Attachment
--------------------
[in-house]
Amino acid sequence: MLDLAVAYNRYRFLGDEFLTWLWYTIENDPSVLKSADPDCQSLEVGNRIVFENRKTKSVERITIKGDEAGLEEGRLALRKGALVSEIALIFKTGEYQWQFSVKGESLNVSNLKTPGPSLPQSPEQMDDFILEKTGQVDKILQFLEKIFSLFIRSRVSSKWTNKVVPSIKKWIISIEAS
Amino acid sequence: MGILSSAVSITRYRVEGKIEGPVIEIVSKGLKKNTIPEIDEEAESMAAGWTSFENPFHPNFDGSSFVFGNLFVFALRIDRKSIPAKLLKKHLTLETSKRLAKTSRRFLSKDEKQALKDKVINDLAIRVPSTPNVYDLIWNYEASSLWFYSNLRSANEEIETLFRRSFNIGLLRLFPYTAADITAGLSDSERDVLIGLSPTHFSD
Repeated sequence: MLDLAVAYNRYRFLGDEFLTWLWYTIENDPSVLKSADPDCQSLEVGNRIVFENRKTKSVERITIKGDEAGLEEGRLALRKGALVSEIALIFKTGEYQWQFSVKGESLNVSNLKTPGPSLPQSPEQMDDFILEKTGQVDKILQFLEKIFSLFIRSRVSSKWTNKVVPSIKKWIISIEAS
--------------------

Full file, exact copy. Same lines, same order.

[in-house]
Amino acid sequence: MLDLAVAYNRYRFLGDEFLTWLWYTIENDPSVLKSADPDCQSLEVGNRIVFENRKTKSVERITIKGDEAGLEEGRLALRKGALVSEIALIFKTGEYQWQFSVKGESLNVSNLKTPGPSLPQSPEQMDDFILEKTGQVDKILQFLEKIFSLFIRSRVSSKWTNKVVPSIKKWIISIEAS
Amino acid sequence: MGILSSAVSITRYRVEGKIEGPVIEIVSKGLKKNTIPEIDEEAESMAAGWTSFENPFHPNFDGSSFVFGNLFVFALRIDRKSIPAKLLKKHLTLETSKRLAKTSRRFLSKDEKQALKDKVINDLAIRVPSTPNVYDLIWNYEASSLWFYSNLRSANEEIETLFRRSFNIGLLRLFPYTAADITAGLSDSERDVLIGLSPTHFSD
Repeated sequence: MLDLAVAYNRYRFLGDEFLTWLWYTIENDPSVLKSADPDCQSLEVGNRIVFENRKTKSVERITIKGDEAGLEEGRLALRKGALVSEIALIFKTGEYQWQFSVKGESLNVSNLKTPGPSLPQSPEQMDDFILEKTGQVDKILQFLEKIFSLFIRSRVSSKWTNKVVPSIKKWIISIEAS